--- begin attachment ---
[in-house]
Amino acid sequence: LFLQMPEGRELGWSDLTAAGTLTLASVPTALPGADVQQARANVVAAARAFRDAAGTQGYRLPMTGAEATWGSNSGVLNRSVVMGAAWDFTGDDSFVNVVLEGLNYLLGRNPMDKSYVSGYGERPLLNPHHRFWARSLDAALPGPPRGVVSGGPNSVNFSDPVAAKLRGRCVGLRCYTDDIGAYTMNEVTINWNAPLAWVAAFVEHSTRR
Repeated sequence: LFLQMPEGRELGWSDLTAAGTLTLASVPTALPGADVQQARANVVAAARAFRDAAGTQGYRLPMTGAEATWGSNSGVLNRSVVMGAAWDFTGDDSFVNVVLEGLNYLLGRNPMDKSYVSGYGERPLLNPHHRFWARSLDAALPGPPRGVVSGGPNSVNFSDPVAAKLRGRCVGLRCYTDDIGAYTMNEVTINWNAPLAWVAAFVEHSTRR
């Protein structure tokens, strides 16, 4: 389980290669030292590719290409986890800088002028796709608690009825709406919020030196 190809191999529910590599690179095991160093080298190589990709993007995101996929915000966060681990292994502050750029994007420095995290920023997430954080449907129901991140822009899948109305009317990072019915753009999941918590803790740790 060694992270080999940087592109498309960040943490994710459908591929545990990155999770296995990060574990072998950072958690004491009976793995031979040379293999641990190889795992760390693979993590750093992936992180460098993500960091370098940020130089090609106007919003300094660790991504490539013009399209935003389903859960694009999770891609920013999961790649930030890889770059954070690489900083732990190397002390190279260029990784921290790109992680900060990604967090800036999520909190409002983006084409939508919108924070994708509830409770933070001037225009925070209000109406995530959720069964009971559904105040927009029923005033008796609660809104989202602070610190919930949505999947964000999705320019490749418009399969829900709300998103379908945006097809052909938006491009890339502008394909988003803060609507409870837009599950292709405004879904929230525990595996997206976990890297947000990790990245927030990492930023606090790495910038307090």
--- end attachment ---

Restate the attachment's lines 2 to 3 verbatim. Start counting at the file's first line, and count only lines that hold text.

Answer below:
Amino acid sequence: LFLQMPEGRELGWSDLTAAGTLTLASVPTALPGADVQQARANVVAAARAFRDAAGTQGYRLPMTGAEATWGSNSGVLNRSVVMGAAWDFTGDDSFVNVVLEGLNYLLGRNPMDKSYVSGYGERPLLNPHHRFWARSLDAALPGPPRGVVSGGPNSVNFSDPVAAKLRGRCVGLRCYTDDIGAYTMNEVTINWNAPLAWVAAFVEHSTRR
Repeated sequence: LFLQMPEGRELGWSDLTAAGTLTLASVPTALPGADVQQARANVVAAARAFRDAAGTQGYRLPMTGAEATWGSNSGVLNRSVVMGAAWDFTGDDSFVNVVLEGLNYLLGRNPMDKSYVSGYGERPLLNPHHRFWARSLDAALPGPPRGVVSGGPNSVNFSDPVAAKLRGRCVGLRCYTDDIGAYTMNEVTINWNAPLAWVAAFVEHSTRR